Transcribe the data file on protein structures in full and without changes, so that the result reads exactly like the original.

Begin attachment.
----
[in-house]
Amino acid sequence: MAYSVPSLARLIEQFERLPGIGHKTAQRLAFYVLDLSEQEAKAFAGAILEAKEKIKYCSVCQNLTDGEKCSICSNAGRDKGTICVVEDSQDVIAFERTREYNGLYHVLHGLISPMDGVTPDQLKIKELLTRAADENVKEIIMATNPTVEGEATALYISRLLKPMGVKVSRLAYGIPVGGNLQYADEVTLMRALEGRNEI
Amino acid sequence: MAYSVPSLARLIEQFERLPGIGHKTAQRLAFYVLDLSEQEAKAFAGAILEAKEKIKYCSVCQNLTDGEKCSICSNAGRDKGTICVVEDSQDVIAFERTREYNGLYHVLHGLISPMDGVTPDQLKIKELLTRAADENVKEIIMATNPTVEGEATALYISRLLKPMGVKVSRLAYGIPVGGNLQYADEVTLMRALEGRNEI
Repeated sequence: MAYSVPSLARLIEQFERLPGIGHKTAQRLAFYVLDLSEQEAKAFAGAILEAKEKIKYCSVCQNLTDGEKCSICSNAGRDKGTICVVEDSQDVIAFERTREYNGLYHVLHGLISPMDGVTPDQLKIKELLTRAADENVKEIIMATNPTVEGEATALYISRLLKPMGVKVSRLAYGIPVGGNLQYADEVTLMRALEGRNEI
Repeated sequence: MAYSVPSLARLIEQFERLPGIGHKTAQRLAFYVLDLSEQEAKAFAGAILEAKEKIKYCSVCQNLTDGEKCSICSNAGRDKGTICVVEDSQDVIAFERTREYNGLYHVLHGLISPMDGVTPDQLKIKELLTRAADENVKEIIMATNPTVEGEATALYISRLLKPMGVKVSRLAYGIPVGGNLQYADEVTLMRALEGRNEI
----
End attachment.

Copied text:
[in-house]
Amino acid sequence: MAYSVPSLARLIEQFERLPGIGHKTAQRLAFYVLDLSEQEAKAFAGAILEAKEKIKYCSVCQNLTDGEKCSICSNAGRDKGTICVVEDSQDVIAFERTREYNGLYHVLHGLISPMDGVTPDQLKIKELLTRAADENVKEIIMATNPTVEGEATALYISRLLKPMGVKVSRLAYGIPVGGNLQYADEVTLMRALEGRNEI
Amino acid sequence: MAYSVPSLARLIEQFERLPGIGHKTAQRLAFYVLDLSEQEAKAFAGAILEAKEKIKYCSVCQNLTDGEKCSICSNAGRDKGTICVVEDSQDVIAFERTREYNGLYHVLHGLISPMDGVTPDQLKIKELLTRAADENVKEIIMATNPTVEGEATALYISRLLKPMGVKVSRLAYGIPVGGNLQYADEVTLMRALEGRNEI
Repeated sequence: MAYSVPSLARLIEQFERLPGIGHKTAQRLAFYVLDLSEQEAKAFAGAILEAKEKIKYCSVCQNLTDGEKCSICSNAGRDKGTICVVEDSQDVIAFERTREYNGLYHVLHGLISPMDGVTPDQLKIKELLTRAADENVKEIIMATNPTVEGEATALYISRLLKPMGVKVSRLAYGIPVGGNLQYADEVTLMRALEGRNEI
Repeated sequence: MAYSVPSLARLIEQFERLPGIGHKTAQRLAFYVLDLSEQEAKAFAGAILEAKEKIKYCSVCQNLTDGEKCSICSNAGRDKGTICVVEDSQDVIAFERTREYNGLYHVLHGLISPMDGVTPDQLKIKELLTRAADENVKEIIMATNPTVEGEATALYISRLLKPMGVKVSRLAYGIPVGGNLQYADEVTLMRALEGRNEI